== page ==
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Abstract & Commentary
Source: Tsuda T, et al. Impaired chemosensitivity to hypoxia is a marker of multiple system atrophy. Ann Neurol. 2002;52: 367-371.
Multiple system atrophy (MSA) is a neurodegerative disorder that can take protean forms. Patients develop symptoms and signs in 1 or more of 3 neurologic systems: autonomic, cerebellar and parkinsonian. The major forms of MSA are Shy-Drager syndrome (autonomic failure), Olivo-Ponto-Cerebellar-Atrophy (cerebellar degeneration), and Striatonigral degeneration (parkinsonism that is usually poorly responsive to levodopa). These entities are united by a common pathologic feature, the presence of oligodendroglial cytoplasmic inclusions. During life it can be difficult to secure the diagnosis of MSA, particularly in older patients who present with pure cerebellar symptoms and signs. In this elegant paper, Tsuda and colleagues show that patients with the cerebellar form of MSA can be distinguished from idiopathic cerebellar degeneration before other signs of autonomic or parkinsonian disability develop.
Tsuda et al followed 9 control patients, 31 patients with idiopathic Parkinson’s disease, 6 patients with Striatonigral degeneration, and 13 patients diagnosed with a sporadic cerebellar degeneration not linked to a trinucleotide repeat expansion. Of these 13 patients, 6 eventually developed parkinsonian and autonomic features consistent with MSA, and 7 did not. Chemosensitivity to hypoxia and hypercapnia were measured in each patient.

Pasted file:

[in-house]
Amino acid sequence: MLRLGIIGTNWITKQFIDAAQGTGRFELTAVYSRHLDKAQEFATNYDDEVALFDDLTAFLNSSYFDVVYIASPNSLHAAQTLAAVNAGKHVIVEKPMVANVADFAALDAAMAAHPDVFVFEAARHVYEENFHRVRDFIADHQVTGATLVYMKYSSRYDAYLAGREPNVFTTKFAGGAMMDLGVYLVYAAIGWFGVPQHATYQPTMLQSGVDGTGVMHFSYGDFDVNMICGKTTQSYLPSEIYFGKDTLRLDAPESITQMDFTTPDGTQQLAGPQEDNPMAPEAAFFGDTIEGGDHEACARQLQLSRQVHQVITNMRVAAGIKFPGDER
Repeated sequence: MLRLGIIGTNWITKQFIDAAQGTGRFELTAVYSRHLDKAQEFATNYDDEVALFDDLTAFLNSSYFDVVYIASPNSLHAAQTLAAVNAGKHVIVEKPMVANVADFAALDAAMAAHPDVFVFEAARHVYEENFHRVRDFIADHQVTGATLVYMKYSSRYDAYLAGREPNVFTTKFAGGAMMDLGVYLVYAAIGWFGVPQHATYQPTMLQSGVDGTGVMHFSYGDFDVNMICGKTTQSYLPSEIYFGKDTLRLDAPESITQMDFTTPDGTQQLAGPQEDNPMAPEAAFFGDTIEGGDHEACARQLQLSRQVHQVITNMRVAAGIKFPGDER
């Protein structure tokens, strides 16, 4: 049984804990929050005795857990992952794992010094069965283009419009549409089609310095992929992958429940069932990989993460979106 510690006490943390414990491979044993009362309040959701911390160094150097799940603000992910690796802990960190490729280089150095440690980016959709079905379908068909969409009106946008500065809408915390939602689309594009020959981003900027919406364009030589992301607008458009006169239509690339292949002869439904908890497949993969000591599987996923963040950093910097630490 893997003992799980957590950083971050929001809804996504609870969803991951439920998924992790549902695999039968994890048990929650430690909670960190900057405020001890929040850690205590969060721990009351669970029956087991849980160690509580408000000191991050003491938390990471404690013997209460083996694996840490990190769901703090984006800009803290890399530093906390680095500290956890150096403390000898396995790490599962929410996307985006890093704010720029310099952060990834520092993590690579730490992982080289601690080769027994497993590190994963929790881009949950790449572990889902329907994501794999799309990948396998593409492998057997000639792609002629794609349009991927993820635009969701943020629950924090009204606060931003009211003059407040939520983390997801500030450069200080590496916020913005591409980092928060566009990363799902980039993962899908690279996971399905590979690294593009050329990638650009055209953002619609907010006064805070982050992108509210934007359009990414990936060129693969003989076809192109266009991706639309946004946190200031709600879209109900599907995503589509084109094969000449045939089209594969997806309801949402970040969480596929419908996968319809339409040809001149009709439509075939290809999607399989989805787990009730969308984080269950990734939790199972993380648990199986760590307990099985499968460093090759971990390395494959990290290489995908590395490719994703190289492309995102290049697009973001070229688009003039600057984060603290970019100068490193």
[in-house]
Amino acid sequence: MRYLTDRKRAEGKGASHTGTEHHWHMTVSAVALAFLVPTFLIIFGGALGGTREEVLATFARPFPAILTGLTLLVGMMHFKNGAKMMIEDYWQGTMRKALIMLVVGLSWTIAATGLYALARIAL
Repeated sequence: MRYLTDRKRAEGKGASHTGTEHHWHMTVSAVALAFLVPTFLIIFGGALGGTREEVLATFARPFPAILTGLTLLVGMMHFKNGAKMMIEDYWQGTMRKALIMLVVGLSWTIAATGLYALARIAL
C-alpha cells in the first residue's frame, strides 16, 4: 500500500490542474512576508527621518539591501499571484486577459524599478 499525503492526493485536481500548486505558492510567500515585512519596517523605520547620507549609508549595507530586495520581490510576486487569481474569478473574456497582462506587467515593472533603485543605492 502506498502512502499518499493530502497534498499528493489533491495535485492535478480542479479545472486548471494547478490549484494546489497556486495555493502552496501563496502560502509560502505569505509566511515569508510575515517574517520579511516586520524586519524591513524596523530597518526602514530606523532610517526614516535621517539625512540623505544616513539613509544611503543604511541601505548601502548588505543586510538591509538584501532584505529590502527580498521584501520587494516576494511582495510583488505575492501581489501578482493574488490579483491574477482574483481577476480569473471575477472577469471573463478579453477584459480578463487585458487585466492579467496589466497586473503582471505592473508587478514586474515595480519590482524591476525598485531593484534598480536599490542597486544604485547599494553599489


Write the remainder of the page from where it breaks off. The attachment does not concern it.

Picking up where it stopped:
There was no difference in sensitivity to hypercapnia between any patient group and control. In contrast, the hypoxic ventilatory response was moderately depressed in patients with Parkinson’s disease and severely depressed in those with Striatonigral degeneration. The 6 cerebellar patients who eventually developed other features of MSA had a profound depression in hypoxic ventilatory response even before parkinsonian and autonomic symptoms developed, while the 7 who remained with purely cerebellar signs did not.
Patients with MSA are at risk for sudden death for several reasons. They are prone to develop vocal cord abductor paresis, leading to nocturnal stridor. Stridor is a neurologic emergency, and once recognized should lead the astute clinician to intervene with nasal continuous positive airway pressure or even tracheostomy. However even patients who undergo tracheostomy can die from ventilatory failure. Tsuda et al’s study offers a possible explanation for this problem. MSA patients have a profound impairment in chemosensivity to hypoxia. This is true even in those patients with the pure cerebellar form of the illness.
While tests of hypoxic ventilatory drive are not routinely available, this study suggests a useful approach to identify patients at risk for sudden death. It also implies that the neurodegenerative process in MSA affects neural systems important in ventilatory drive. —Steven Frucht
Dr. Frucht, Assistant Professor of Neurology, Movement Disorders Division, Columbia-Presbyterian Medical Center, is Assistant Editor of Neurology Alert.